The Pill is a lifesaver for preventing pregnancy, regulating erratic menstrual cycles, and reducing cramps. But it also sucks the nutrients out of your body, leaving you tired and deficient in essential vitamins and minerals.
Heavy alcohol intake may also increase your risk of a blood clot in the lungs or legs, which can be fatal to an unborn fetus. So drink in moderation, and always use a backup method of birth control during sex.
Depending on how much you drink and the type of birth control you use, alcohol can impact its efficacy. For instance, if you’re taking a combination pill or progestogen-only pill, drinking too much can make you sick within a few hours of taking it, which can cause the hormones to be absorbed into your body before they work to prevent ovulation and fertilization. If this happens, treat it as a missed pill, and take the next one at its normal time.
But even if you don’t take a combined or progestogen-only pill, too many drinks can affect how well your birth control works. “It’s a good idea to avoid alcohol while on hormonal birth control because it can impair your judgment, which could lead you to forget to take your pill at its scheduled time or get drunk and engage in unprotected sex,” Dr. Kameelah Phillips, a New York-based ob-gyn and founder of Calla Women’s Health, tells POPSUGAR.
Plus, if you’re going to be drinking while on oral contraceptives, it may help to switch to a long-term birth control method like an IUD or implant, which lasts for years and doesn’t require daily reminders (like the pill). Of course, no matter what kind of birth control you choose, always remember to carry backup protection with you when you’re out, including condoms.
Popping the pill prevents pregnancy, regulates erratic menstrual cycles and reduces cramps—yay modern medicine. But it also kind of sucks nutrients out of the body, setting you up for fatigue and headaches. The right diet, however, can mitigate these side effects.
If you take combination oral contraceptives (the type most women use), you shouldn’t eat grapefruit or drink its juice while on the Pill because furanocoumarins found in the fruit inhibit enzymes that break down estrogen, thus increasing levels of this hormone in the bloodstream. While higher estrogen levels won’t affect the effectiveness of your birth control, they can increase your risk for side effects like breast tenderness or nausea.
Another no-no is drinking cranberry juice with the Pill. Cranberries contain vitamin C, which can lower the absorption of estrogen-containing medications like the Pill. If you’re on the Pill, try to get your vitamin C from other sources like strawberries and oranges instead. Vitamin B6 is also important for making the feel-good neurotransmitter serotonin, but researchers have found that women on the Pill metabolize this nutrient differently. To ensure you’re getting enough, eat foods rich in the vitamin like bananas. A single banana contains 40% of your daily value.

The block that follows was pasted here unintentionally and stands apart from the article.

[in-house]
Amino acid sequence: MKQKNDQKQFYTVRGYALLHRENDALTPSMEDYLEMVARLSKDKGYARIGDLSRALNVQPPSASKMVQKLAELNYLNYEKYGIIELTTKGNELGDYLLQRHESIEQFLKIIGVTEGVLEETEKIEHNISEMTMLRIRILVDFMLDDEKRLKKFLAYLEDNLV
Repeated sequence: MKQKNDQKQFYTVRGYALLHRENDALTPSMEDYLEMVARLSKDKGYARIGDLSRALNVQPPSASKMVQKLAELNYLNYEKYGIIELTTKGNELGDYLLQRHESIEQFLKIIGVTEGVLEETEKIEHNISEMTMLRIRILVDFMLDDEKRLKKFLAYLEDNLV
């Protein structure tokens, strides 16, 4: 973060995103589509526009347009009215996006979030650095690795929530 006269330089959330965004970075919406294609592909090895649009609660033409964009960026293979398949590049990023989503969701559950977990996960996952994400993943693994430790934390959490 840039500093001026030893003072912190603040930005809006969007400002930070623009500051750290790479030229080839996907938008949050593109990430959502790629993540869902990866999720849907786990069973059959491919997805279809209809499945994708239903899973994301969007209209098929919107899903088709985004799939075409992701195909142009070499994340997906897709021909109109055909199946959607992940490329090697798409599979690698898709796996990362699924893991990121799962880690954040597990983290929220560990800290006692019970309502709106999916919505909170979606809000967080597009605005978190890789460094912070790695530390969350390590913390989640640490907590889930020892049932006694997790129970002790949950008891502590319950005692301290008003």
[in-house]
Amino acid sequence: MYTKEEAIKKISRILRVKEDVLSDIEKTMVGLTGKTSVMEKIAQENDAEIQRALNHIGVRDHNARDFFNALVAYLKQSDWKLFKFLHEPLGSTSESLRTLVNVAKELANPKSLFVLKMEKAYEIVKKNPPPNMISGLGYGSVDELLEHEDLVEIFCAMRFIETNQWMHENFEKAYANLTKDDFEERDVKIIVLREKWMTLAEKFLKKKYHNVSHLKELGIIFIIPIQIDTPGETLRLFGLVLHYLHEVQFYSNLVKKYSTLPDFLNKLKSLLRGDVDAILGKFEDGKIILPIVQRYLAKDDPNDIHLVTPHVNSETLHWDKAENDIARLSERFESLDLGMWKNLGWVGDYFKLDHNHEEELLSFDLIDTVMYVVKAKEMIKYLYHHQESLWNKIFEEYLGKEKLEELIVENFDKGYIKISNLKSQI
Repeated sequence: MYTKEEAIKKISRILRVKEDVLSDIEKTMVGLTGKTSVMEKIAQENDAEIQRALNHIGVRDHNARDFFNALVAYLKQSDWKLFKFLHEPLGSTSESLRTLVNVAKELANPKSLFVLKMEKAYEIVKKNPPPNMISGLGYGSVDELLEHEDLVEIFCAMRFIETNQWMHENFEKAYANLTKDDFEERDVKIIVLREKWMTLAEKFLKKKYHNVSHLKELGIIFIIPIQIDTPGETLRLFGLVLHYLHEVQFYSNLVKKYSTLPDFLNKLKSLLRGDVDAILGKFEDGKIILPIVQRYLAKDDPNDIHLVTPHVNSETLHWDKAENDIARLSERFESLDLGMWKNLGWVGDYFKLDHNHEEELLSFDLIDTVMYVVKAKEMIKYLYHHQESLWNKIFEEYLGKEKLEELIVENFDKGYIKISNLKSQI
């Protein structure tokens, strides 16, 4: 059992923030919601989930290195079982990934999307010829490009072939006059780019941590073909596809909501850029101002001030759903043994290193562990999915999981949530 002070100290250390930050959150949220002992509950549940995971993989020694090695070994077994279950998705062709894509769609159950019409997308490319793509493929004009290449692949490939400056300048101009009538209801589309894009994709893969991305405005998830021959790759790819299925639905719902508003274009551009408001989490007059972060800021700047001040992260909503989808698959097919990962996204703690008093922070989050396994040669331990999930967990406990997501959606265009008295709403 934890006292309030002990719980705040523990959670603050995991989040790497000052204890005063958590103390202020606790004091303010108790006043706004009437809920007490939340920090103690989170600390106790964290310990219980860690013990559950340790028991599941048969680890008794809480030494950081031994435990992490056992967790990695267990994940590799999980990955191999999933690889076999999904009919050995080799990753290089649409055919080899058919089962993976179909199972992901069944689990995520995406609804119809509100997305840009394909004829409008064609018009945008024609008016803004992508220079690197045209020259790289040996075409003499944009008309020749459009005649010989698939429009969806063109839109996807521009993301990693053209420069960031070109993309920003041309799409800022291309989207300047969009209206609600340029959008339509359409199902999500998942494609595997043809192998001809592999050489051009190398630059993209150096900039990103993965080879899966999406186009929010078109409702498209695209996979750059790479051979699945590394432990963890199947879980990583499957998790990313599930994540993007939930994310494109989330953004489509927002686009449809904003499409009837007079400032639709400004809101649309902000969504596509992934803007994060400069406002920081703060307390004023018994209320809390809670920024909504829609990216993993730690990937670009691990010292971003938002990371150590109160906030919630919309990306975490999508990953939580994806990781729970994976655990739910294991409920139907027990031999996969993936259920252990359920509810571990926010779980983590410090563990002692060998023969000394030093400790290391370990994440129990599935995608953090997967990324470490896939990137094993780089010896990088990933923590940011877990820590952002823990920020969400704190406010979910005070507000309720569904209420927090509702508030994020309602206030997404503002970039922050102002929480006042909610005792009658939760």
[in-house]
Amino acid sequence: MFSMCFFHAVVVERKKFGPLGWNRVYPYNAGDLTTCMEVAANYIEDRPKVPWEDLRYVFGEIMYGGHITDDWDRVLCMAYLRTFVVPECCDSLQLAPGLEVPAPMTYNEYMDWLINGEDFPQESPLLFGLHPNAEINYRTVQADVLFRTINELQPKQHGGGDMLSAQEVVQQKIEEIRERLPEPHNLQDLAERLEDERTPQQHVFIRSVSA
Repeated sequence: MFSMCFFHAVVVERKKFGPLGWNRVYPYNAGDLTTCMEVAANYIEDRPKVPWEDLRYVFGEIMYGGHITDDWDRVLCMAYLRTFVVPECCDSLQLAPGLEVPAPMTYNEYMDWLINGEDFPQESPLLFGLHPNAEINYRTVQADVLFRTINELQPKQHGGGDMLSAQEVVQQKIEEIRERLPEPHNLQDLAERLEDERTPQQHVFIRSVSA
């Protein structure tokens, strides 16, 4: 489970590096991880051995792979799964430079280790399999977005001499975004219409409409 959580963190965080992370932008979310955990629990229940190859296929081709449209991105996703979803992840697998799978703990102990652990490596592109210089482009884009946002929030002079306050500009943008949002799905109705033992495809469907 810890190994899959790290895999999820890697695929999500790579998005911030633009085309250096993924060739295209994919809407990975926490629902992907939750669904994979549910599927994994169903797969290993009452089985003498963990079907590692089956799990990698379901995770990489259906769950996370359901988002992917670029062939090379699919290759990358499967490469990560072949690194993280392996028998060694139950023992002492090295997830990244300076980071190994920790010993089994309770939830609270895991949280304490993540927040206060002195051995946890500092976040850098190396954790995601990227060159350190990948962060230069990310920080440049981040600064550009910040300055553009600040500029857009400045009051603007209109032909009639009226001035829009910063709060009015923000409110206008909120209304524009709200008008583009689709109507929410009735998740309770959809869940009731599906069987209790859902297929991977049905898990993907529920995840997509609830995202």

With health-food and vitamin shops often looking like medieval apothecaries, more and more women are turning to herbs. Jars of ginseng to fight colds, ginkgo for memory, and all manner of herbal contraceptives line the shelves. But, as Consumer Reports recently discovered, these potent plants are a little unpredictable by nature: A single herb can have wildly different effects depending on where and how it was grown, and even the same species of plant can vary in response to climate changes and growing conditions.
And combining certain herbs with the Pill can interfere with its effectiveness. That’s because some herbs contain emmenagogues, which stimulate blood flow in the pelvic and uterine areas and can encourage menstruation. And, since the Pill inhibits ovarian function by thickening the mucus in the cervix, emmenagogues can interfere with its ability to prevent pregnancy.
The good news is that there are simple steps you can take to mitigate the effect of emmenagogues on the Pill. Eliminate foods that are known to interfere with hormone levels, including sugary drinks and refined carbohydrates, alcohol, nonorganic meat, and conventional dairy. And up your intake of hormone-balancing nutrients, including omega-3 fatty acids, magnesium, and the amino acid L-glutamine.
Most birth control statistics are based on perfect use, but many people make mistakes, and the foods you eat can have big effects on how effective your method is. For example, diets high in sugar, alcohol, refined carbohydrates, nonorganic meat and conventional dairy can throw hormones out of balance, including estrogen from the pill. Eating plenty of vegetables, healthy fats and probiotic foods (such as kimchi, sauerkraut, kefir) can help balance these effects. Charcoal is another food to avoid, as it can interfere with your GI tract.